School violence headache for all

Corporal punishment is at the centre of a violent society, a Windhoek-based clinical psychologist has warned.

13 March 2018 | Education

Denver Kisting -
Sanet Steenkamp, the permanent secretary in the ministry of education, arts and culture, expressed shock at recent incidences of violence at schools.

Steenkamp told The Zone: “I find it shocking and absolutely unacceptable. Now more than ever, we as a society need to realise that as community leaders, parents (and) educators we need to really actively be part of solutions. Parents need to look out for behavioural problems and act with authority and instil discipline.”

Doctor Shaun Whittaker, a local clinical psychologist, says he too is worried about what seems to be a surge in violence at schools. “It is absolutely worrying. (As it is,) Namibia is already such a violent society.”

He says one shouldn’t underestimate the impact of violence. “Violence disorganises people and institutions and one is particularly concerned about the impact of it on young people.”

Of utmost importance is to provide emotional support to affected youngsters, he says.

And, he adds, they need to be taught that violence is never the answer. “One cannot solve a problem in a violent manner.”

Life skills teachers are crucial in this fight, the mental health expert says. According to him, they are responsible for both one-on-one counselling as well as group sessions. Also, he adds, they need to be able to identify traumatised children and provide the individual attention which these children require.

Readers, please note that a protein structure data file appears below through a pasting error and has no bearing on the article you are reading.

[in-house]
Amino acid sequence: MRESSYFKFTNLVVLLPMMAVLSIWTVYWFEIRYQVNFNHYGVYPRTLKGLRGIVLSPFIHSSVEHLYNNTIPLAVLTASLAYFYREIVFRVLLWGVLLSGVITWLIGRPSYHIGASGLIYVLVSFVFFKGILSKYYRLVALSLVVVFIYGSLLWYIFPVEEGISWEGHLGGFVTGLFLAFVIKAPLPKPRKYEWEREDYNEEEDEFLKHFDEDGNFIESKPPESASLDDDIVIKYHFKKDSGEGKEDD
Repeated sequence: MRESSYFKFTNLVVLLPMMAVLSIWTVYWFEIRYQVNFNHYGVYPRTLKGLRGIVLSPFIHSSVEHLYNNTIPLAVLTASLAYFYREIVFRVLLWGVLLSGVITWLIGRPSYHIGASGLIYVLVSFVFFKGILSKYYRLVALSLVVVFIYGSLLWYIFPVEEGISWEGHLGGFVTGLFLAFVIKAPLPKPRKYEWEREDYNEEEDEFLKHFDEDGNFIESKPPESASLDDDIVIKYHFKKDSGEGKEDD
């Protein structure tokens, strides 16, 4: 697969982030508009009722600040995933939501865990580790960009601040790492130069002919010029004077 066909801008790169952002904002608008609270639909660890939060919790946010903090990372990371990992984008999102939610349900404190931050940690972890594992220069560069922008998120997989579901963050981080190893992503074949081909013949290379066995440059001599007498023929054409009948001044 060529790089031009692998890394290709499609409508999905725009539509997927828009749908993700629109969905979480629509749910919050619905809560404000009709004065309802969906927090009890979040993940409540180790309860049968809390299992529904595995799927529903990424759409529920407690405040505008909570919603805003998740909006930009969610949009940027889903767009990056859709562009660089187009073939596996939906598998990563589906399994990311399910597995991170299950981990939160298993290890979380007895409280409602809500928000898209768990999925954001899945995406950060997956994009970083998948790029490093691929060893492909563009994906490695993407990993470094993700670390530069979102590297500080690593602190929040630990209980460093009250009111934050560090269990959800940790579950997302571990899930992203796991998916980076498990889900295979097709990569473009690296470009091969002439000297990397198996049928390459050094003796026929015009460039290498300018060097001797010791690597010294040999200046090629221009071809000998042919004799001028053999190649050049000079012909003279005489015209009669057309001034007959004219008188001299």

Whittaker emphasises that corporal punishment is one of the main causes of violence in society. “The time has come for us to accept that and to stop it. Corporal punishment is at the heart of the trauma.”

Whittaker adds that bullies need to be dealt with very firmly. Amongst others, they need to be reprimanded after a first incident and ultimately suspended should other interim interventions, such as discussions with parents and guardians, not reap any rewards.

As far as sentiments about children acting out because they are bewitched are concerned, he says: “One has empathy that some people understand it that way, but as a therapist, my approach is different – one needs to determine the cause of the violence and address that.”

Meanwhile, reverend Wynand Fourie, a local youth pastor, says healthy relationships offer a good foundation amidst such crises. “Everyone disadvantaged and traumatised by these incidents would benefit from their healthy relationships – it’s a wonderful mechanism to brave stormy seas: spend quality time with family, friends, mentors, your spiritual leaders as well as other support frameworks which you have. Don’t try and walk this journey alone.”

He concurs with Whittaker that bullies harbour their own skeletons and need help themselves. “It’s no breaking news that ‘hurt people hurt people’.”

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